Methicillin resistant Staphylococcus aureus (MRSA), Clostridium difficile and ESBL-producing Escherichia coli in the home and community: assessing the problem, controlling the spread (2006).
The purpose of this report is to provide a source of information on three “emergent” strains of bacteria, and their significance in the home and community. It discusses the links between hospital-acquired infection and community-acquired infection with these organisms, and also reviews the evidence base for the information given. It outlines in easily understood language the chain of infection, survival of the organism in the environment and people at risk in the community and home environment. There is a risk-based approach to reducing transmission in the home and community. The report is a useful tool for health professionals in the community and those working in the hospital settings who have a responsibility for advising patients, prior to discharge on hygiene measures related to their particular health problems. The appendices contain material that can be used by health professionals and others to brief consumers. It summarises the key data on each organism, together with an “advice sheet” containing practical guidance on what to do when there is a risk of infection transmission in the home. This document was prepared as a special project by the IFH. The first draft of the document was prepared by Professor SF Bloomfield. An expert group comprising Professor Bloomfield, Professor BD Cookson, Dr FR Falkiner, Professor C Griffith and V Cleary met in London in March 2006 to review, discuss and develop the review, and agree on final content.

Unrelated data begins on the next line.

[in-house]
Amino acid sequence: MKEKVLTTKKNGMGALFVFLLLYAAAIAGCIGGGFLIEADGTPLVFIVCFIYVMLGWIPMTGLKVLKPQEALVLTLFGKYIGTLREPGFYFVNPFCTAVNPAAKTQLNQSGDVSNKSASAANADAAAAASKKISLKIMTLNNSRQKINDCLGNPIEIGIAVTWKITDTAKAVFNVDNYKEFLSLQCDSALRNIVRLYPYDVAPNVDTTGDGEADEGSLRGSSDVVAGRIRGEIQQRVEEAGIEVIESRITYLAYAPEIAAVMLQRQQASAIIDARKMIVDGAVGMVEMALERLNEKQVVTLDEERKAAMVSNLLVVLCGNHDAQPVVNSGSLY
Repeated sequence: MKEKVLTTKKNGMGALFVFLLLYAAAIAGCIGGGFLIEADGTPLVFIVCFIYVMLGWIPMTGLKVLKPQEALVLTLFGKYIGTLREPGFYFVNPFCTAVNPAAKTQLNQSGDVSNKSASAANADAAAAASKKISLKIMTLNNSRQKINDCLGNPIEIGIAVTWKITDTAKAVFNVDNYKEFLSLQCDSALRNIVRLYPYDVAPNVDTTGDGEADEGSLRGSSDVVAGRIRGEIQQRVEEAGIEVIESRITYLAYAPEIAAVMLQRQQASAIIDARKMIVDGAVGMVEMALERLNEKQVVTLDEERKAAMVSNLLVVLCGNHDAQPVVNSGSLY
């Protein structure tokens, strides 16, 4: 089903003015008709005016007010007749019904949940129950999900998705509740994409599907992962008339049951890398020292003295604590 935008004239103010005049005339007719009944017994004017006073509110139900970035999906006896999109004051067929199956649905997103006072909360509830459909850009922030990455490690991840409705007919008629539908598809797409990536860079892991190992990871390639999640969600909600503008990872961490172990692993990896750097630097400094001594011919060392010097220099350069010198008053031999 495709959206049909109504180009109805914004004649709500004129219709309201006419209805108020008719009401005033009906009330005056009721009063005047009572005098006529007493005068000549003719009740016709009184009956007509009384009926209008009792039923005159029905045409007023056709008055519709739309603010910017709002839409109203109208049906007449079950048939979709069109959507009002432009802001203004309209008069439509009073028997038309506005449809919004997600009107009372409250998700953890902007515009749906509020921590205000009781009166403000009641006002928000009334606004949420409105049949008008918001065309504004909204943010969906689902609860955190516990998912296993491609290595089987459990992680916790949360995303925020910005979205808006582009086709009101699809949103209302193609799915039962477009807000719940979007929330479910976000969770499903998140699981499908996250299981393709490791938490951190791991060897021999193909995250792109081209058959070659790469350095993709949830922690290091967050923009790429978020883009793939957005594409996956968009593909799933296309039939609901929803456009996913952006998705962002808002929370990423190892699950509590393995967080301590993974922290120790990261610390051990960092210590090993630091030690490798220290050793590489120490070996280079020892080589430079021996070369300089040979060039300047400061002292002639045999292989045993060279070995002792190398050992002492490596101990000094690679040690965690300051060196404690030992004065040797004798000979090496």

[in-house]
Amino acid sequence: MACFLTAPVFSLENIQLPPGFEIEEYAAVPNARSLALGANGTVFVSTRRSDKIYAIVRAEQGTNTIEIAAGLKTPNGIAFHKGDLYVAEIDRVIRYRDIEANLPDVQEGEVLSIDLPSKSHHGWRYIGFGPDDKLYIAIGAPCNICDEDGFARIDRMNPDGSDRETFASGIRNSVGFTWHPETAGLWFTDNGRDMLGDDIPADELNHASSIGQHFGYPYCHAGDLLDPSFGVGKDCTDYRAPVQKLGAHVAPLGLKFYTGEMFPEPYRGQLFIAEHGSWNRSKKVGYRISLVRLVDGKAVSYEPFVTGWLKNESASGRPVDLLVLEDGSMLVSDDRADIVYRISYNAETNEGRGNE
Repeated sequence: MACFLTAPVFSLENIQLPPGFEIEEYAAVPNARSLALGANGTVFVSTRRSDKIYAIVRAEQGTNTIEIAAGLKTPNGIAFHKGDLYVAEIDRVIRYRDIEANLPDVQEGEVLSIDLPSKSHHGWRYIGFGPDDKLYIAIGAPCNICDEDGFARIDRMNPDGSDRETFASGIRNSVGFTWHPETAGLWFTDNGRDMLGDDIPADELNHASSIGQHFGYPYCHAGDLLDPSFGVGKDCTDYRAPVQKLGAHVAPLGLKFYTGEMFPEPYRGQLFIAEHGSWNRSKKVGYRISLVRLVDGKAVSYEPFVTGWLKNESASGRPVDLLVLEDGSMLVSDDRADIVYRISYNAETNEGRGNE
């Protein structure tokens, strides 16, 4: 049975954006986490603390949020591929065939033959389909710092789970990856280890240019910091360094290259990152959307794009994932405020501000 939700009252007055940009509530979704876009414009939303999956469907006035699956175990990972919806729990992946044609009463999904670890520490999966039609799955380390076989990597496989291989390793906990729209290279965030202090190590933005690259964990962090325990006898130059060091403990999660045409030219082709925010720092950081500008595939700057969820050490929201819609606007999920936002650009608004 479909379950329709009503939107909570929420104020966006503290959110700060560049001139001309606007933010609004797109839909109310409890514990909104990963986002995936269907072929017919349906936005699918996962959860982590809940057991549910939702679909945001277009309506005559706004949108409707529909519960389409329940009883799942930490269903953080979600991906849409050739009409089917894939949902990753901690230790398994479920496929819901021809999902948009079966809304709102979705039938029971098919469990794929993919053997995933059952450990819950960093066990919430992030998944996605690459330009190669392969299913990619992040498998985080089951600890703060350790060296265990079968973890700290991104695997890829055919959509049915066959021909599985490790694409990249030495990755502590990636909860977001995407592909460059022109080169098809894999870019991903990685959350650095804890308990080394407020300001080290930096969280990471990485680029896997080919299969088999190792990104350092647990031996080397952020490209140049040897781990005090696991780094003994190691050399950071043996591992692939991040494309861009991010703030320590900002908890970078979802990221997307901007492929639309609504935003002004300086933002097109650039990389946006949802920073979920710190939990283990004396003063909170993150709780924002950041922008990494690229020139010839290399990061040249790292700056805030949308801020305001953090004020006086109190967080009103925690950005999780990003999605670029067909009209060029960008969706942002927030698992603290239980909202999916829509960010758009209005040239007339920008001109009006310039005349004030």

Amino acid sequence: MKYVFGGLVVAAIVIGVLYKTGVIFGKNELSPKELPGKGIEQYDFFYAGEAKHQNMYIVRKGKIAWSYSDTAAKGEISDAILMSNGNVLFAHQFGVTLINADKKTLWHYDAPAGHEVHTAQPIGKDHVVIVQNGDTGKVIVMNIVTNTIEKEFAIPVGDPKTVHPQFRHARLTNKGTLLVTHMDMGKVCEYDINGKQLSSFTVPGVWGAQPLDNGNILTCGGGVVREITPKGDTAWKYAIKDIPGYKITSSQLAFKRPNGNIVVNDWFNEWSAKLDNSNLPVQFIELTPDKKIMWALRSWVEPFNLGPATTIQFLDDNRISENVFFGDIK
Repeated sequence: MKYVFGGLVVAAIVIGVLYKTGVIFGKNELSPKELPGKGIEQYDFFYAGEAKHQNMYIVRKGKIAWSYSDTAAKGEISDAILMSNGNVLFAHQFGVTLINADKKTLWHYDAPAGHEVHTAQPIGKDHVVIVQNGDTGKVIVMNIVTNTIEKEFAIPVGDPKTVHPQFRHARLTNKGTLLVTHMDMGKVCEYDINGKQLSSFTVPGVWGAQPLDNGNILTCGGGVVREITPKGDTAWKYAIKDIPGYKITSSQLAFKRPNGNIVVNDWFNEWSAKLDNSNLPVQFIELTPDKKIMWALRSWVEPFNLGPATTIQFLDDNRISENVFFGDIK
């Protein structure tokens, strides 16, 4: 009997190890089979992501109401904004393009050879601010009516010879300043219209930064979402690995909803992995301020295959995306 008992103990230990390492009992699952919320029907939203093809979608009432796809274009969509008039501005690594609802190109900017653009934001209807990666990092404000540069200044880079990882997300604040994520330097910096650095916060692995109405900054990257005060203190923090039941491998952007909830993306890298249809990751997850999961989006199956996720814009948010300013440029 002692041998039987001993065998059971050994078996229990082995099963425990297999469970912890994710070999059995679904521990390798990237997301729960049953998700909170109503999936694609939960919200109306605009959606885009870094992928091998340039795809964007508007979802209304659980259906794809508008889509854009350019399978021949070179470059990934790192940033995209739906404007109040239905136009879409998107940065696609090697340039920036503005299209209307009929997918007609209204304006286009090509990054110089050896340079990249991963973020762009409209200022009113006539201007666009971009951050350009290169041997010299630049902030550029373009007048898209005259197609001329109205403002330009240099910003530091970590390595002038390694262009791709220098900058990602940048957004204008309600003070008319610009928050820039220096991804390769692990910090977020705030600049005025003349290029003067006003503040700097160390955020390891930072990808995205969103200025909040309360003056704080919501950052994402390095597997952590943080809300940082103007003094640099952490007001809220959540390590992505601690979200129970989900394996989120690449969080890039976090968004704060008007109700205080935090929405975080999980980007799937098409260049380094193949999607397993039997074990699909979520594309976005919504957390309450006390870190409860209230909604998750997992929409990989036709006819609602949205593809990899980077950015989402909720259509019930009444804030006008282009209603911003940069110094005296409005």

Download File: MRSA_expert_report.pdf